Making Milk | The Breast

The human body is quite remarkable! We are living, breathing, walking, talking ecosystems of bacteria and human cells that can literally grow humans inside of us from scratch and then feed them with only our bodies for six months. (Hello, women are amazing!!).

So how can we do it? What is going on under the skin? Sure, we know it is something with hormones from being pregnant, but how does it all work? Many of us who plan on breastfeeding (and even those of us who have breastfed) have at least one moment - maybe hundreds - wondering if we'll make or if we're making enough milk. It is difficult to understand because we cannot see what is happening. We cannot simply look down at our breasts and say "Lefty has a good 5oz in her, let's do this." It may seem silly, but not being able to see our supply leaves a space that is unknown and personally, as a new mom, unknowns were not my friend. 

I believe a large part of this underlying fear of not making enough milk is simply not understanding how the gears work under the hood, if you will. When we understand the mechanisms of how breastmilk is made and what is happening in our bodies, we start to feel more confident that our bodies are capable and powerful. So let's jump in.

Anatomy of a Breast_milksource.png

Anatomy of the Breast

Here we focus on the key players in the breast that are involved in milk making.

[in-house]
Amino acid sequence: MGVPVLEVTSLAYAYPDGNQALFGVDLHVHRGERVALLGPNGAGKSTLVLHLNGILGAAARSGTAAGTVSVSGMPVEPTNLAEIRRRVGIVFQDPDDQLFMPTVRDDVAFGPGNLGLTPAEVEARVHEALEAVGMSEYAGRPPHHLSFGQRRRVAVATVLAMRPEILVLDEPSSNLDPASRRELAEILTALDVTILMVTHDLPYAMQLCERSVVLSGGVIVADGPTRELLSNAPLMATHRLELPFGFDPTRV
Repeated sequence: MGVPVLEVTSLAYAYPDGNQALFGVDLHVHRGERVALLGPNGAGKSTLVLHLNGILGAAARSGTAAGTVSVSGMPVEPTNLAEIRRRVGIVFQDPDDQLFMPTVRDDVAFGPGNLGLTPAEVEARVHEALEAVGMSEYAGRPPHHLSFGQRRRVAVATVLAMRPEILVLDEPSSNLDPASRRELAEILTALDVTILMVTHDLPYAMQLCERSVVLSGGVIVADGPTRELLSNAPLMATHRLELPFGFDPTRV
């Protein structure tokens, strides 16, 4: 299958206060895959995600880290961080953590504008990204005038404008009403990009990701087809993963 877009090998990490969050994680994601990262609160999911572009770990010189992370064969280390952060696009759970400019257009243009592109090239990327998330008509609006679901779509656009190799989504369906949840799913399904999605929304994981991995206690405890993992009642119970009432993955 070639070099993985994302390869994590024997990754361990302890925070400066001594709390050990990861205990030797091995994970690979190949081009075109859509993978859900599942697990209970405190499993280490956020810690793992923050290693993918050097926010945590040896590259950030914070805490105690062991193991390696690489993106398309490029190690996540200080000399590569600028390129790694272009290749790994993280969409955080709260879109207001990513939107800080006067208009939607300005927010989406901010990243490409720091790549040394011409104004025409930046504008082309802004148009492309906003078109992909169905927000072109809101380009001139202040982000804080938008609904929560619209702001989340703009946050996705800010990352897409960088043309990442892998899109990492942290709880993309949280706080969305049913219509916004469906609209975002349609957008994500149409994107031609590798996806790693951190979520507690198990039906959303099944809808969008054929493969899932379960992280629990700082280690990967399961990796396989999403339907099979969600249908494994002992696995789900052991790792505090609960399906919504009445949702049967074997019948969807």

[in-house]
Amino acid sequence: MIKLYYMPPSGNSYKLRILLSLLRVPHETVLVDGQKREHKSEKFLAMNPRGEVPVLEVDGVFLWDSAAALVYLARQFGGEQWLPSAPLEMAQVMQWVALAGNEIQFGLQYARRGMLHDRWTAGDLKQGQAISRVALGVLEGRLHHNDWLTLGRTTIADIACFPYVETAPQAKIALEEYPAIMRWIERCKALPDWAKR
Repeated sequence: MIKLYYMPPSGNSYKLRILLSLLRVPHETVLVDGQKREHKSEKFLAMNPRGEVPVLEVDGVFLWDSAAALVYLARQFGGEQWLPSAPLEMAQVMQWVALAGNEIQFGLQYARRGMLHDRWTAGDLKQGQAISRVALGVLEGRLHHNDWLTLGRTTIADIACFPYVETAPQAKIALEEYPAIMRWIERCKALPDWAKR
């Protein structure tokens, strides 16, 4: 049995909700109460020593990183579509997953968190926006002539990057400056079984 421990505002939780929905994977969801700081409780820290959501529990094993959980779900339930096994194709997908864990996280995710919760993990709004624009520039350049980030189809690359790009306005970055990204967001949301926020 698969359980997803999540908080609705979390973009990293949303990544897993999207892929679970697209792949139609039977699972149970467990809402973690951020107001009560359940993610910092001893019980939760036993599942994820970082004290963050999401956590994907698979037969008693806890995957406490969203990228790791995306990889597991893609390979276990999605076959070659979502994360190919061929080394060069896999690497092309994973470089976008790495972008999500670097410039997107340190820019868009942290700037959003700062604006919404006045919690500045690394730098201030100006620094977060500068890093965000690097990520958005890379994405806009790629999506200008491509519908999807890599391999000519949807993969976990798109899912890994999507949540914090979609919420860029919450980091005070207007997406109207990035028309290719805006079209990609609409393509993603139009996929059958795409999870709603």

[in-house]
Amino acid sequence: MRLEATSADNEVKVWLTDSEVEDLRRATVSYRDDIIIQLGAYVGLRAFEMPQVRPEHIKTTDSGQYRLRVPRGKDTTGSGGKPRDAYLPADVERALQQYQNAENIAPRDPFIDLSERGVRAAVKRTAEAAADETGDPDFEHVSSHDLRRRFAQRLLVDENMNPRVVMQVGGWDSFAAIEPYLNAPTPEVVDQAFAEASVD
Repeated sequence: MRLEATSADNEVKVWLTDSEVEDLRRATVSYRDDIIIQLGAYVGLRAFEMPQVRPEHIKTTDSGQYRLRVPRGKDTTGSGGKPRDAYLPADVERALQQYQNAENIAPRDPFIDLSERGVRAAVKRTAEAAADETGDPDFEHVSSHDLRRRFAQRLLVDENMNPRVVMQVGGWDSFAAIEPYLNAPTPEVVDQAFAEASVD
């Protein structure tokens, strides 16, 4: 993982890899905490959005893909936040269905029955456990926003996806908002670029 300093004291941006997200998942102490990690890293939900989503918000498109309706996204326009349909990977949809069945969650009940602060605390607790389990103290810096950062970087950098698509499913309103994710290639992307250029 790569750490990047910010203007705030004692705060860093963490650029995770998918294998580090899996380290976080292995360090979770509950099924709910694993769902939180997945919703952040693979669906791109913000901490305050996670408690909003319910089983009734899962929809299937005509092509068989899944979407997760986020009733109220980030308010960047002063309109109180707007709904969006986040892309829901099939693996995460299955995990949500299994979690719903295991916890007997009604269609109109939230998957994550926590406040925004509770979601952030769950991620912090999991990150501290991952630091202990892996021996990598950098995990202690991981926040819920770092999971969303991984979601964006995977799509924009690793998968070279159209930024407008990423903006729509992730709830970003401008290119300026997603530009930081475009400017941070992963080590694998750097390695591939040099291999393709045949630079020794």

How does baby gets the milk? Meet the Nipple. We will talk about different nipple types in a future blog post, but the nipple is where your milk will eject out of. There are anywhere from 1-18 openings (nipple pores) in the nipple, generally around 9 for most of us (1, 2, 3). When stimulated, the nipple becomes firmer, which helps baby latch on (3). When you feed your baby at the breast or pump, the nerves in your nipple send signals to your brain to release/eject your milk, which is AKA a "let down." Simple enough! 

How does baby find the milk? We've got sight and smell working here. Each mom carries a unique scent that is her identifier to her little one (3). Some women may notice tiny glands that look like pimples under the skin around your nipple; these are your Montgomery Glands. Montgomery glands produce an oil that serves a few different purposes - this oil keeps your nipple moisturized and the scent attracts baby towards the breast (3). Breastfeeding mamas should try to avoid heavy perfumed soaps or creams when bathing the breasts and instead opt for unscented, mild soaps or even just water, if you prefer, to avoid masking these oils. So we know smell is a part of the puzzle, let's discuss sight.